Academic Web Sites

Current Eagle Academy web sites:

  1. The Anchorage School District staff page for my Math 4 and Educational Technology classes is used to display course descriptions, current topics, and homework assignments. It is maintained by  Site Builder.
  2. The EACS Articles and Blogs site is used by 6th grade tech students learning how to use basic HTML code to compose projects for publishing on the internet. It was created using Drupal.
  3. The EACS Tech Projects is used to publish student-created technology projects, and also as a way to make lesson materials available to the students. It was created using Google Sites.
  4. The EACS Grades site describes the Standards-Based Report Card system I developed for the classroom teachers. It allows them to enter proficiency level scores or percentages in Microsoft Excel workbooks and easily print individual or whole-class grade reports with Microsoft Word. The original page was made with Dreamweaver and was intended to give teachers a place to access the grading program instructions.
  5. The Gallery site is used to provide graphic materials for technology projects to EACS students. It was created using Piwigo, which enables images to be grouped in folders.  It also allows students to be able to upload images they have created for their projects.

Other Eagle Academy web sites:

  1. The EACS Math 7 site was used to manage instructional materials, lesson plans, and student achievement for a group of 6th graders working on 7th grade math. It was created using Google Sites, managed by the Anchorage School District, and requires a school district account to access.  It displays achievement in Saxon Math and Khan Academy by way of embedded MS Excel spreadsheets published on Microsoft OneDrive.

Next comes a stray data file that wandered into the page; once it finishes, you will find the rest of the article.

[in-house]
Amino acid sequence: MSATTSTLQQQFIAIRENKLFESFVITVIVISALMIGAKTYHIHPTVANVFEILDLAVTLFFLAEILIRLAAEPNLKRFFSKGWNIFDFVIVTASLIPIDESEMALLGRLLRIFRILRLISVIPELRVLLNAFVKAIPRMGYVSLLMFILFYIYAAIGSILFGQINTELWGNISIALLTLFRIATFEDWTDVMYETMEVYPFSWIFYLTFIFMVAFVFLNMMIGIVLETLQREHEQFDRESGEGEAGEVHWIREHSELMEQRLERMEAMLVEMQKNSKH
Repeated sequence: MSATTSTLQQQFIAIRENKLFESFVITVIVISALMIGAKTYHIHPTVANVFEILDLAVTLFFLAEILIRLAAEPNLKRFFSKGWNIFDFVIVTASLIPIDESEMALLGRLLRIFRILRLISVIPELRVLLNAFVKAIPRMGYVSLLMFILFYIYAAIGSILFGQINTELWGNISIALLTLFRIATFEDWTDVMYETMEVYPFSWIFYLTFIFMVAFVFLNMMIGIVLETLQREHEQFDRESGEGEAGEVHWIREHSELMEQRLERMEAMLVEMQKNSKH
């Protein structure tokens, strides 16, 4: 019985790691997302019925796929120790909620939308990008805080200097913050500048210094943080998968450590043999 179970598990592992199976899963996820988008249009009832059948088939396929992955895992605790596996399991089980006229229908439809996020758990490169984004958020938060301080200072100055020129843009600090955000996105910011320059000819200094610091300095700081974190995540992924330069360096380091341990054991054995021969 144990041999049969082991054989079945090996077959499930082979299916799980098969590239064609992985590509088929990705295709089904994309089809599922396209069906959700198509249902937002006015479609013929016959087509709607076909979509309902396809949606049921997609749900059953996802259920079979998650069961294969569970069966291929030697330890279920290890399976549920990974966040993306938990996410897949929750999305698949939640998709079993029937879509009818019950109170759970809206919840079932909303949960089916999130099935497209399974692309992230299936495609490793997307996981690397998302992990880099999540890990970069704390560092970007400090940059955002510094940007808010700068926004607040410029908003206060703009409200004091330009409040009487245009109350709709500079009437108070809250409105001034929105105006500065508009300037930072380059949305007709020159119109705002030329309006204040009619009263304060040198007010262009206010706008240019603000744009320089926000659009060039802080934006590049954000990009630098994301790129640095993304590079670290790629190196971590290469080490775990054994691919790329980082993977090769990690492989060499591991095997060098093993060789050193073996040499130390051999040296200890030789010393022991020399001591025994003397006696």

2. The 2011-2012 Grade 1 Student Portfolios is a dormant, unfinished project. It was begun as a collaboration between 6th graders learning basic html and 1st graders who were writing and illustrating articles by hand. It is still worth looking at, and possibly finishing. The first graders’ self-portrait home page was made with Dreamweaver, and the sixth graders used Notepad to write the html code for subpages.
g1menu
Menu of 1st grader self-portraits

IditaRead

IditaRead is a Google Maps site that displays student reading team positions on the Iditarod trail from Anchorage to Nome, Alaska.

Corresponding Microsoft Excel workbooks provide an easy and exact method for computing trail position of teams or individuals. Macro-enabled and non-macro workbooks are available, as well as the Google Maps KMZ file, on my tech Project Documents page in the Iditarod folder.

A series of articles and instructions can be found starting here.


 

Kasuun 6

The Kasuun 6 site was created in response to outstanding student writing at a school I visited.  It is in the developmental stage at present. It was created using WordPress.


SchoolTown

SchoolTown Classroom Environment

The SchoolTown site, created with Weebly, describes an advanced technology-managed classroom environment that I developed and used as a regular classroom teacher during the late ’80s to early 2000’s. The system empowered and motivated students to take personal ownership in all aspects of their daily educational experience.

The SchoolTown Cart Driver and the Lunch Patrol Cart

 


Williwaw Classroom Web Site

The 1994-1995 Williwaw Elementary School classroom web site was created with Microsoft FrontPage and made extensive use of image maps. Inspiration for some of the graphics came from Dr. Ozone.
Room 11 classroom web site menu
Pop-up window of student Data Processor and Stay-in-the Green manager.

Technology Performance Standards

The Technology Performance Standards site was built in the early ’90’s as part of a joint UAA/ASD project to develop comprehensive technology standards for K-6 students in Anchorage, Alaska. The site has links to State and National Standards as well.

I made the site with frames using MS Front Page. The site is quite dated, as the school district abandoned the project for more general standards.

A number of people spent a considerable amount of time discussing and developing specific performance standards for grade-level groups. Problems arose as the powers-that-be considered the performance standards too difficult and too involved.

Although the site is obsolete, it is quite interesting to see what at one time was considered to be proficient technology skills for K-12 students.